AVENGED SEVENFOLD has issued a statement regarding the lawsuit filed against the band by its record label, Warner Bros., for breach of contract. The suit seeks compensatory damages because the band is refusing to fulfill its agreement with the company. AVENGED SEVENFOLD has released four studio albums through the label but is seeking to exit its contract, while Warner Bros. contends that the group owes the company a live CD/DVD.
At the end of 2015, AVENGED SEVENFOLD notified Warner Bros. that they would not render services to the label, citing Section 2855 of the California Labor Code, which limits the duration of personal-services agreements to seven years — the so-called seven-year statute.
Said the band: "Few of the executives who have been integral to our continued success are still at [Warner], and we love and are grateful to them for their hard work. However, since we signed with the label, Warner Bros. has had three different regimes, multiple heads of marketing, and none of the senior management or A&R executives who were at the company and responsible for signing us are still there.
"Whatever the activity, it takes a full team to compete, and we no longer know most of our teammates.
"In the coming days, you may read about the lawsuit our label filed against us for exercising our legal rights, rights the State of California granted specifically to protect artists. You may see mistaken facts or worse. One such error we want to make sure you know about: AVENGED SEVENFOLD has never renegotiated its original recording agreement with Warner Bros. Records. Billboard has now corrected its story to reflect the real facts.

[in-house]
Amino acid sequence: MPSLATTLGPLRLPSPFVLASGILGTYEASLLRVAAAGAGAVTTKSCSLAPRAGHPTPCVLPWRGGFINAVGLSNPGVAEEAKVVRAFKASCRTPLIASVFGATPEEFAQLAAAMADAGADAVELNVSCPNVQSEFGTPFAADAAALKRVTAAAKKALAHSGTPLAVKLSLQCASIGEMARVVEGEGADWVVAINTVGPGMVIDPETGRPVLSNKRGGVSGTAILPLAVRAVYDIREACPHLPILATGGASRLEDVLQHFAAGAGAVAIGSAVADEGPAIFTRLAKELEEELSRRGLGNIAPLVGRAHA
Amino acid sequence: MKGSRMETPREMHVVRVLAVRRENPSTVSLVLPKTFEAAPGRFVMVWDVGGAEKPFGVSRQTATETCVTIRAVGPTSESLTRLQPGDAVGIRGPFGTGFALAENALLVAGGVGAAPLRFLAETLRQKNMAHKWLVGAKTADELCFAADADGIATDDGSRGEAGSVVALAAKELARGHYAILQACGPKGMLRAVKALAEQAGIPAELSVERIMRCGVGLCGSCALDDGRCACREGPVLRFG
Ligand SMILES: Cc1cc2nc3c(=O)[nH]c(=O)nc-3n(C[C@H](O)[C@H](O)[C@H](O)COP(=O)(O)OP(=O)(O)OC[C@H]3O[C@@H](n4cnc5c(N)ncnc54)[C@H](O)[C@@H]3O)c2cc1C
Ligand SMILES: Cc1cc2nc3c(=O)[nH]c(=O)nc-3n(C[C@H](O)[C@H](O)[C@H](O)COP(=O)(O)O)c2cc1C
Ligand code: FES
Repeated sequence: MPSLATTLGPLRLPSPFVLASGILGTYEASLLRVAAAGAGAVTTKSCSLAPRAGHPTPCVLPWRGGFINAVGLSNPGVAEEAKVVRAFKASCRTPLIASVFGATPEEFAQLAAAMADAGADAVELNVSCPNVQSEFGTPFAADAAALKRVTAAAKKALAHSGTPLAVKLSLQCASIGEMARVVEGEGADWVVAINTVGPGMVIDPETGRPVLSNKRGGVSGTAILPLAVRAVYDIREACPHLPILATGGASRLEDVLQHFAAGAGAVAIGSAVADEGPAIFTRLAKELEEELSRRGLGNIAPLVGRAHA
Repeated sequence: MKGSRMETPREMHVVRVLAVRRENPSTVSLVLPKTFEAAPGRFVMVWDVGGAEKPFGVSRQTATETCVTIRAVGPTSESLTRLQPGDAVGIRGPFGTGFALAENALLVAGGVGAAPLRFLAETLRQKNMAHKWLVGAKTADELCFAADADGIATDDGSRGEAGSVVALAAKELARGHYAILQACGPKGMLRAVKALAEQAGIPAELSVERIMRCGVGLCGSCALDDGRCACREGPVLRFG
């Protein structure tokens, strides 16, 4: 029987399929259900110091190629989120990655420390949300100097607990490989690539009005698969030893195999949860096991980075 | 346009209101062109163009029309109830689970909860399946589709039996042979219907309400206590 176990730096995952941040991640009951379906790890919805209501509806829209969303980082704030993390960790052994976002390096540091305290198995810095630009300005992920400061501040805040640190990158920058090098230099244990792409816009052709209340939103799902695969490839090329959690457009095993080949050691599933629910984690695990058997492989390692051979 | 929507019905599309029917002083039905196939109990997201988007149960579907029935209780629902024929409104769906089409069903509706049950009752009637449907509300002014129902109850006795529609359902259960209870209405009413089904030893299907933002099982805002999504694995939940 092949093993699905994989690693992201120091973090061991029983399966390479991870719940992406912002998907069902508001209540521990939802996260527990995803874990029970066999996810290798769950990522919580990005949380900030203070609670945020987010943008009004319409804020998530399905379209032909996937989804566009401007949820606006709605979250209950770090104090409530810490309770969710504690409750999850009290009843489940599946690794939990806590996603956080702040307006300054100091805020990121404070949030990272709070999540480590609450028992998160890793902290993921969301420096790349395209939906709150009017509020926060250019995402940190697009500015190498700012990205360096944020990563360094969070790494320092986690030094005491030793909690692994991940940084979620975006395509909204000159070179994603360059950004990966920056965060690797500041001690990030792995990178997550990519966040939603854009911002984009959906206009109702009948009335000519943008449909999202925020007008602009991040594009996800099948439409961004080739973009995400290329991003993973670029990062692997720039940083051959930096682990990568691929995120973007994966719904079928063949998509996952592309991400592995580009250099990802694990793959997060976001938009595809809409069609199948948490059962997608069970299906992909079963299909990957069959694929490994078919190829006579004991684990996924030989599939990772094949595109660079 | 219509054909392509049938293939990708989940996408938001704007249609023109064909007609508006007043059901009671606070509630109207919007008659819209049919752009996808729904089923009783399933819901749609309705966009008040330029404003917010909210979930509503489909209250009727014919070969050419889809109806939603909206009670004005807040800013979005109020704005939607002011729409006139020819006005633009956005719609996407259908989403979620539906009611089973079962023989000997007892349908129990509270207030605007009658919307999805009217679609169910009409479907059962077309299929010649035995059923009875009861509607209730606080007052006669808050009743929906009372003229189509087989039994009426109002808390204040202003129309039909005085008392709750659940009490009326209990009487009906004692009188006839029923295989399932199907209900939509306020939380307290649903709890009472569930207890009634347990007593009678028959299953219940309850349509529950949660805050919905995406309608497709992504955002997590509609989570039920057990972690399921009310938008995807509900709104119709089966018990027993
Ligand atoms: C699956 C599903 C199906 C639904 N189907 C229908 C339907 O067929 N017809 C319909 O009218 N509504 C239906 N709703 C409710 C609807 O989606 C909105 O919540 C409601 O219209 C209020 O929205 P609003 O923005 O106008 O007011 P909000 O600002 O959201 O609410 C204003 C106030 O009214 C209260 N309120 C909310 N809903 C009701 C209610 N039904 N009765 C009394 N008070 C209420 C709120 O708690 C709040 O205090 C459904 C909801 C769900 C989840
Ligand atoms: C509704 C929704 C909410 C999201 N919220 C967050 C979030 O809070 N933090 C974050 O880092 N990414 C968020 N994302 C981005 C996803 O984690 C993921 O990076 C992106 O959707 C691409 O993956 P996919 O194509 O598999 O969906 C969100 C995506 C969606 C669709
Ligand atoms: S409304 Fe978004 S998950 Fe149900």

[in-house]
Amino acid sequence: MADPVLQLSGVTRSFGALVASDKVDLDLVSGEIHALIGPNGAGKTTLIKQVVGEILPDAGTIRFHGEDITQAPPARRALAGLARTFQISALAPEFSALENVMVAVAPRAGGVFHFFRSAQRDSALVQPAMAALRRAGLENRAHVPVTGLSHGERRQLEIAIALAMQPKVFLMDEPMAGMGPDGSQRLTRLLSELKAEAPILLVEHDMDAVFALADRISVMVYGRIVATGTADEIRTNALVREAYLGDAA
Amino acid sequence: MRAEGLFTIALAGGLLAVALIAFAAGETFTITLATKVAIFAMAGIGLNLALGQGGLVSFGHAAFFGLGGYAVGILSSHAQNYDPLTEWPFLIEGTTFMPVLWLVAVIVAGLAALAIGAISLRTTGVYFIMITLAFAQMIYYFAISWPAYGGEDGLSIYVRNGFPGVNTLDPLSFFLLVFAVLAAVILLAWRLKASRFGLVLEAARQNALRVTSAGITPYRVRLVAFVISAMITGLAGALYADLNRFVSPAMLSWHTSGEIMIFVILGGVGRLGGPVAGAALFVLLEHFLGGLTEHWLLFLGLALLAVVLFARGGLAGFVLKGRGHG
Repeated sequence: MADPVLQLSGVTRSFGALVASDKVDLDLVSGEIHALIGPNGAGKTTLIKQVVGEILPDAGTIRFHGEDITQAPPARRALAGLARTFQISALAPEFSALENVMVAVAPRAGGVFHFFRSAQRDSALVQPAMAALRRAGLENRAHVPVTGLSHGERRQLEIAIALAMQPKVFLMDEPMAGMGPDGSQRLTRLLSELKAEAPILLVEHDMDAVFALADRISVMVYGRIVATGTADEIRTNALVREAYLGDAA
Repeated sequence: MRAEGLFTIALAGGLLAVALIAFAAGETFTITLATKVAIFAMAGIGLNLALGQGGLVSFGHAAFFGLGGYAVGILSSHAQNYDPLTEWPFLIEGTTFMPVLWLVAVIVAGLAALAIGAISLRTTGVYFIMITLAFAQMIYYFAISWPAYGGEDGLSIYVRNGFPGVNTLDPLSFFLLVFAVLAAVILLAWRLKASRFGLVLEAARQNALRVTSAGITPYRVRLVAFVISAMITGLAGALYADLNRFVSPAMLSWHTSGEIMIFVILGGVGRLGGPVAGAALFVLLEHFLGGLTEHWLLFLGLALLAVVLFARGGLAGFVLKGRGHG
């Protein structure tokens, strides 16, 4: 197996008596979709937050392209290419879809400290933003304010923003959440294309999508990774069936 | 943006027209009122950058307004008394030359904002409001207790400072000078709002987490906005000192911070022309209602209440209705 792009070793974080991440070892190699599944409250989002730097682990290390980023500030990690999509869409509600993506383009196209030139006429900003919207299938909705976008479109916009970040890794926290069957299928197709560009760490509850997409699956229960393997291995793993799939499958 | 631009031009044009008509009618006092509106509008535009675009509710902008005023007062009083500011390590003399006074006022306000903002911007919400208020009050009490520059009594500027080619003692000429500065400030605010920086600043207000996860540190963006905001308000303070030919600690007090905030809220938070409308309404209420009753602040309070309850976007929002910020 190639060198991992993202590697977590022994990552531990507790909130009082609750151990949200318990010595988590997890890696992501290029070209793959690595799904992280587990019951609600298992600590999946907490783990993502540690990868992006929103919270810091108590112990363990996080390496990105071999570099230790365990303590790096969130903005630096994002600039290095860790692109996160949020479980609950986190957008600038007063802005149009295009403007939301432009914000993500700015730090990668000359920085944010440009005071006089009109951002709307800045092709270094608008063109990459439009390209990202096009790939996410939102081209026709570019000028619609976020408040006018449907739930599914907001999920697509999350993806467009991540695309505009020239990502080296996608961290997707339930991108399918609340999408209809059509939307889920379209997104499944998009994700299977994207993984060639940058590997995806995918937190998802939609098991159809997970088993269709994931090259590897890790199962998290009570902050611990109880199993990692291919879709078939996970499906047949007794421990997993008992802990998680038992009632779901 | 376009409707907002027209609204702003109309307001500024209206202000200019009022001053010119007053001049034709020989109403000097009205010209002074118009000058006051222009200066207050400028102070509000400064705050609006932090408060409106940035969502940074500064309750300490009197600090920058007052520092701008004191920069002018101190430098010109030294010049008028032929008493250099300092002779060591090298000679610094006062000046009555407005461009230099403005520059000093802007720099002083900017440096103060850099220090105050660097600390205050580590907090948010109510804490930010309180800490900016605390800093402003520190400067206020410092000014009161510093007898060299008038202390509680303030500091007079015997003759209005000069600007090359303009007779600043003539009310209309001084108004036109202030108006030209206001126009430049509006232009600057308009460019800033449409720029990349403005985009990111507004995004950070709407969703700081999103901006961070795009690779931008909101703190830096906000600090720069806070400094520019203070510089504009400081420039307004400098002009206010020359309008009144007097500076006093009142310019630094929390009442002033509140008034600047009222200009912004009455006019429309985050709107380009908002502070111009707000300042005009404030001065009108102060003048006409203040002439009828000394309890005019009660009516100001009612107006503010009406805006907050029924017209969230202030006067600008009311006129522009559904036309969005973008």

"Most importantly, we want our fans to know this: we are in the middle of writing a record we cannot wait for you to hear. We expect to go into the studio very soon, and look forward to releasing our new album later this year."
AVENGED SEVENFOLD was originally signed to Warner Bros. for five albums, but the label apparently tried unsuccessfully to renegotiate the deal in fall 2015 to include a sixth album.
Under the seven-year rule, labels have 45 days to file legal action against the artist attempting to leave. AVENGED SEVENFOLD's letter announcing its departure was dated November 25, but the label claims it received the letter on November 30. The company filed suit against the band on January 8 — 39 days later.
Warner Bros. claims it has invested significant funds in the band’s future releases based on the belief that the contract would be upheld, and the sudden decision to opt out of the deal is a breach of good faith and fair dealing.
AVENGED SEVENFOLD is scheduled to begin recording its new album next month. Its previous two releases, 2013's "Hail To The King" and 2010's "Nightmare", both topped the Billboard album chart. Each of their last five records has sold over 500,000 copies, with 2005's "City Of Evil" moving over a million.
AVENGED SEVENFOLD is not the first hard rock or heavy metal act to seek an early end to its record contract on the grounds that the agreement had run for longer than the seven years allowed under California Labor Code Section 2855. Back in 1994, METALLICA sought to be emancipated from its recording contract with Elektra on similar grounds. Like AVENGED SEVENFOLD, METALLICA never renegotiated its original "baby band" deal signed with Elektra in 1984.
Section 2855(a) provides in relevant part that "a contract to render personal service ... may not be enforced against the employee beyond seven years from the commencement of service under it."
METALLICA settled its lawsuit against Elektra in 1995.